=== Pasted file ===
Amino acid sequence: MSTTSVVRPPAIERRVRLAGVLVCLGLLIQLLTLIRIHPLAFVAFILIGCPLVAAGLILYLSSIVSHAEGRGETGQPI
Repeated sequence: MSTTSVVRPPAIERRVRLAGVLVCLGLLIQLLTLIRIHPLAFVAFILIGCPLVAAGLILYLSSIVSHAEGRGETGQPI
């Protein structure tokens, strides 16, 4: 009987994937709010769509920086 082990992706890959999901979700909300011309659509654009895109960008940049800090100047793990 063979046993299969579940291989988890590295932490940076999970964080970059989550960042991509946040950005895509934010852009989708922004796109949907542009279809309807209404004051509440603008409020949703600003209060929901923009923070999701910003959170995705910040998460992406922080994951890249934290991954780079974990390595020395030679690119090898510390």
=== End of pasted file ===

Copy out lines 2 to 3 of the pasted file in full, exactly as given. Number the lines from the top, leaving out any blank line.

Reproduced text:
Repeated sequence: MSTTSVVRPPAIERRVRLAGVLVCLGLLIQLLTLIRIHPLAFVAFILIGCPLVAAGLILYLSSIVSHAEGRGETGQPI
């Protein structure tokens, strides 16, 4: 009987994937709010769509920086 082990992706890959999901979700909300011309659509654009895109960008940049800090100047793990 063979046993299969579940291989988890590295932490940076999970964080970059989550960042991509946040950005895509934010852009989708922004796109949907542009279809309807209404004051509440603008409020949703600003209060929901923009923070999701910003959170995705910040998460992406922080994951890249934290991954780079974990390595020395030679690119090898510390």